In a 5-4 majority decision by Justices Roberts, Scalia, Kennedy, Thomas and Alito, the United States Supreme Court struck down a section of the 1965 Voting Rights Act setting forth which states needed advance federal approval from the Justice Department for such things as proposed election changes like voter identification. This action by the United States Supreme Court places future remedies squarely within Congressional jurisdiction.
Writing for the majority, Chief Justice Roberts pointed to increased voter registration by minorities in many areas of the country with particular emphasis on the Deep South. In essence, the 1965 Voting Rights Act has statistical weighting metrics that are not up-to-date, according to Roberts.
Essentially, this new ruling by the Supreme Court places the onus on the Congress to update the 1965 Voting Rights Act by coming up with a new metric for determining which areas of the country still require special attention from the Justice Department prior to implementing any changes to election protocols or voter identification.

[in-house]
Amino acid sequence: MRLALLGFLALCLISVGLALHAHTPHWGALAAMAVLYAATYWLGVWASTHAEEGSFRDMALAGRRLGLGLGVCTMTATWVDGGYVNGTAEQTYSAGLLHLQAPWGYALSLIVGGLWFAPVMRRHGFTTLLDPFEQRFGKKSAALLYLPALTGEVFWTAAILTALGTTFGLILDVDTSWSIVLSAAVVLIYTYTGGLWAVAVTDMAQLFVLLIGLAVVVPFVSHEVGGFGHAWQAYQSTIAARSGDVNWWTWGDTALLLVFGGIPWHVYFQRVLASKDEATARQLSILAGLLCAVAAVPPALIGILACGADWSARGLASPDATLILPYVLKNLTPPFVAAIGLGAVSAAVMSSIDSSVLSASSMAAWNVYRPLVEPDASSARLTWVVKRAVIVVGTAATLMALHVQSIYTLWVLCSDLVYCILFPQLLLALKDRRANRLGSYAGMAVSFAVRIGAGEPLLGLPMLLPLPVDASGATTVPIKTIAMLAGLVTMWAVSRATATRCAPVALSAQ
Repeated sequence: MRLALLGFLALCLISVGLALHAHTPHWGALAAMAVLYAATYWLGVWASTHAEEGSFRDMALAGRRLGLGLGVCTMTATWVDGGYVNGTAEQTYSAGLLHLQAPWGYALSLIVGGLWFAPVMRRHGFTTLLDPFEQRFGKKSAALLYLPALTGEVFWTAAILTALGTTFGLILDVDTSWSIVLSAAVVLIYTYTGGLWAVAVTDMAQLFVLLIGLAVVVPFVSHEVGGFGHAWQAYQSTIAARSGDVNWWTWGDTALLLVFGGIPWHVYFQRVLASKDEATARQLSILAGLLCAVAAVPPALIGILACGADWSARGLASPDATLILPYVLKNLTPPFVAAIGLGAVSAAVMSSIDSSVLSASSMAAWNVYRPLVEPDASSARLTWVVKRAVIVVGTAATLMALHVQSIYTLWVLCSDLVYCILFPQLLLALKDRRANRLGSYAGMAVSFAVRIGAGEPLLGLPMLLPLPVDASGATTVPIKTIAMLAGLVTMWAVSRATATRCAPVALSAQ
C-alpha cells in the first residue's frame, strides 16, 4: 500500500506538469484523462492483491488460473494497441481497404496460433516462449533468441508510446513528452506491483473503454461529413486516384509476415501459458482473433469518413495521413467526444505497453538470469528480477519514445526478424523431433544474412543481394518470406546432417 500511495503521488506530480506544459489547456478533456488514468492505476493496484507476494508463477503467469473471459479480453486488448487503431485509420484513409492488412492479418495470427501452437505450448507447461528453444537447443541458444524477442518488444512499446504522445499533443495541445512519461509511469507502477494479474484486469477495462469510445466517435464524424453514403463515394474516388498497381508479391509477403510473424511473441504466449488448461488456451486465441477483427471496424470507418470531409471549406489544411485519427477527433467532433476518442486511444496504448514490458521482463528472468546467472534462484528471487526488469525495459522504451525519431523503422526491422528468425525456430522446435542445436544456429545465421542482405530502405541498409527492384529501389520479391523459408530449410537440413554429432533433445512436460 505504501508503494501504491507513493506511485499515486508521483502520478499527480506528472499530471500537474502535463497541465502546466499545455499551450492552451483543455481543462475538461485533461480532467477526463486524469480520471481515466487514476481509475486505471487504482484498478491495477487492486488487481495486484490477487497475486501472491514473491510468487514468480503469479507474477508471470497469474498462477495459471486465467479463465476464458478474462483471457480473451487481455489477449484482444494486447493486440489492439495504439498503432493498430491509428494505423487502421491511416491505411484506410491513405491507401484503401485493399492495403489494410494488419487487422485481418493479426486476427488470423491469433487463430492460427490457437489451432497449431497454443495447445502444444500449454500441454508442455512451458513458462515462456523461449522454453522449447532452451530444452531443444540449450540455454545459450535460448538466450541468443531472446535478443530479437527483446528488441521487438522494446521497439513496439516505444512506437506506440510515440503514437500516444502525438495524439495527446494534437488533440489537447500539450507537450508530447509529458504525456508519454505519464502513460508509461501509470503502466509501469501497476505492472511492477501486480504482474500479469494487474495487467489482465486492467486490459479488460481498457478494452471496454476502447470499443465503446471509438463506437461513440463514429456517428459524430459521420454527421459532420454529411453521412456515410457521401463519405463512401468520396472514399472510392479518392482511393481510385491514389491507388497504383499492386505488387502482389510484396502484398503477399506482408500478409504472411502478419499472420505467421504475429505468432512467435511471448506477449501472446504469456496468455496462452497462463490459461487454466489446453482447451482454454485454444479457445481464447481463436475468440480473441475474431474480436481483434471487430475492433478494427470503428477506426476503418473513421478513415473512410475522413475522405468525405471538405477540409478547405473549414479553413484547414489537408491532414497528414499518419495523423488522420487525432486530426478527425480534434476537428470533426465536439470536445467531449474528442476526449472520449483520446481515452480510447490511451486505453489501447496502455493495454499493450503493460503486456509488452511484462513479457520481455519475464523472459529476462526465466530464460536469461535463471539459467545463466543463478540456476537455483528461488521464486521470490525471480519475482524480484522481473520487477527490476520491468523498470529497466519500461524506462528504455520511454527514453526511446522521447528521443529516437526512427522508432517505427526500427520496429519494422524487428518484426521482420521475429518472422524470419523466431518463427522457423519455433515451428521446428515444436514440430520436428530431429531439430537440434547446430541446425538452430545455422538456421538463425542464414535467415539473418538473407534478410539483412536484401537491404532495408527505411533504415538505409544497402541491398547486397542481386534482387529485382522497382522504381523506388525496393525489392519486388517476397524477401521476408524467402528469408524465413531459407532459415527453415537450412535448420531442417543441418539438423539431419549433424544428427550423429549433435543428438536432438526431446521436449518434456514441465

Some states like New York have appended voter registration forms to motor vehicle license renewal. This is an excellent idea because it facilitates voter registration. Another possibility is to link voter registration to the immigration reform package in Congress so that people can complete voter registration when they are awarded full citizenship. Generally speaking, people are required to demonstrate literacy some time prior to becoming full citizens under the current immigration law.
Congress should revisit the 1965 Voting Rights Act and provide clearer guidance on the metric which sets forth circumstances where states in the Deep South and elsewhere require prior Justice Department approval before making election changes. Until such action is taken, it will be more difficult for the Justice Department to hold individual states in the Deep South fully accountable for any contemplated changes in voter identification and election protocols.
Originally, the 1965 Voting Rights Act was put into place to prohibit or make more difficult various instrumentalities that were aimed at keeping minorities away from the polls, such things as the dreaded poll tax, subjective literacy tests, and artful redistricting schemes aimed at marginalizing the impact of minority voting.
States like New York have stumbled upon solutions to facilitating voter registration. Congress should reform immigration law to facilitate voter registration. In addition, the historic 1965 Voting Rights Act should be amended to clarify how the metric is to be applied today to states in the Deep South (and elsewhere).
Once the Congress clarifies how the metric should be applied, the Justice Department can intervene in instances where potential injustices are identified.